The next to last line, "Till child and maiden pressed to thine embrace," recalls the lines from two of EBB's 1844 grieving sonnets "Grief" and "Irreparableness
": "Till itself crumble to the dust beneath" and "Till myself shall die" (my italics), which I discuss at greater length in Little Songs (Complete Works, 2:230, 229).
The argument applies well to "Grief," and perhaps also to "Irreparableness
"--which Billone reads, less convincingly, as a "counter-part" to Wordsworth's "September, 1815." However, her broader claim that in EBB's "1844 sonnets, there is no turn outward and upward, no nature at all, no mind, no divine," only the "folding and re-folding of poetry over itselP' (p.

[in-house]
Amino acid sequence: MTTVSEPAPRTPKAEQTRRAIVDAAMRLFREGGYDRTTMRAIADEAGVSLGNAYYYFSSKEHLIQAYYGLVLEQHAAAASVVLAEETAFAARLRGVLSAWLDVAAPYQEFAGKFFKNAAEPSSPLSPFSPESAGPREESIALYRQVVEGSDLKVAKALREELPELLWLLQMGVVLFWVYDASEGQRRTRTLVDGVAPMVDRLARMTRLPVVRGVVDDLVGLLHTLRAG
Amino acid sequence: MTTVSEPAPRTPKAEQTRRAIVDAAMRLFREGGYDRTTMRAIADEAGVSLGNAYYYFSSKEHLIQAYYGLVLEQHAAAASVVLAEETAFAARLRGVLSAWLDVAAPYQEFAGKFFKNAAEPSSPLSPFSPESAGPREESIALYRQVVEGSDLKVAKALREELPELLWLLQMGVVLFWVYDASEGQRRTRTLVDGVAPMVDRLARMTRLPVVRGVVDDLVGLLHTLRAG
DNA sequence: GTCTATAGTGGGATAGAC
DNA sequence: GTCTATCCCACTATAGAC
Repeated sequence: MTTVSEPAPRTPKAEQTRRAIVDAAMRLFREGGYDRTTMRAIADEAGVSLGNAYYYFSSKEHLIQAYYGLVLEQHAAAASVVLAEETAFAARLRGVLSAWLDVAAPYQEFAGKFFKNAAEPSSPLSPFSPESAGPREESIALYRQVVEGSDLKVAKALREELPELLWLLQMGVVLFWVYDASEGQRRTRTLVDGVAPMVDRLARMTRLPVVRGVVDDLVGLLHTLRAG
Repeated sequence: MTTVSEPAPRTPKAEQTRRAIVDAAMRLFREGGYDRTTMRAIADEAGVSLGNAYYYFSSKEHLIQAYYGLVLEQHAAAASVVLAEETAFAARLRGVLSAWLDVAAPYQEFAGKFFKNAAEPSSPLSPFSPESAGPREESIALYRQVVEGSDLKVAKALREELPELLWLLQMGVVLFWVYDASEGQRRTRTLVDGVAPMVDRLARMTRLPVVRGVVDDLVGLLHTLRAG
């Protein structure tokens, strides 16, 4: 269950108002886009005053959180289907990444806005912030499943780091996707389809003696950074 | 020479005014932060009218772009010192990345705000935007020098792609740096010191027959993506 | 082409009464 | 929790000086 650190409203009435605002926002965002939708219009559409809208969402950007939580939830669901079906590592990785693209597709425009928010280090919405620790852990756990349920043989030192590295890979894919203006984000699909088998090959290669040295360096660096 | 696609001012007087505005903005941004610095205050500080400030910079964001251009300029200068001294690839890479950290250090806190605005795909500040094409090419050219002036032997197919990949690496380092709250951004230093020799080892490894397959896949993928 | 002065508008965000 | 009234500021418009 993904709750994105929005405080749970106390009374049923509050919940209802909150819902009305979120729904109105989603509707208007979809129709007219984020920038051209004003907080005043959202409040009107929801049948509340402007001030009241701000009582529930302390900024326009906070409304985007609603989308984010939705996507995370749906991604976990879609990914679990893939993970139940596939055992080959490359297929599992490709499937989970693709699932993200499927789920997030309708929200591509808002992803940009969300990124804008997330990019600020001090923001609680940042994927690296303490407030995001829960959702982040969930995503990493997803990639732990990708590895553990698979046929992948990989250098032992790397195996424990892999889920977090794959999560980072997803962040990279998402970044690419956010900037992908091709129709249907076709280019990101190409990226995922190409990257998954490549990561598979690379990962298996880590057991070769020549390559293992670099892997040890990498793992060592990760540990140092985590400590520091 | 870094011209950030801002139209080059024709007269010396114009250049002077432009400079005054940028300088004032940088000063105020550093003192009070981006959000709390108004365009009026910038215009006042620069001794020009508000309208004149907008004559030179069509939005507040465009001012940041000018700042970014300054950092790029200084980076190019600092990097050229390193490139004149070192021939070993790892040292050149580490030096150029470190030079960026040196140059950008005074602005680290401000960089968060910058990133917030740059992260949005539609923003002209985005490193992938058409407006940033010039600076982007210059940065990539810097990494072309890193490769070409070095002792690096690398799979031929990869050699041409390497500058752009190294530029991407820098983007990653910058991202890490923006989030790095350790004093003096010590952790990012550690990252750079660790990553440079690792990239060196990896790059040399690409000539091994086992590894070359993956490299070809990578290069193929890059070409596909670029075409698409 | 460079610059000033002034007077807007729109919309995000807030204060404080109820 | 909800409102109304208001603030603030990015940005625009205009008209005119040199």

Like "Grief," Barrett's 1844 sonnet "Irreparableness
" mourns the death of a Wordsworthian vision of poetic language: Irreparableness
I have been in the meadows all the day And gathered there are nosegay that you see, Singing within myself as bird or bee When such do field-work on a morn of May.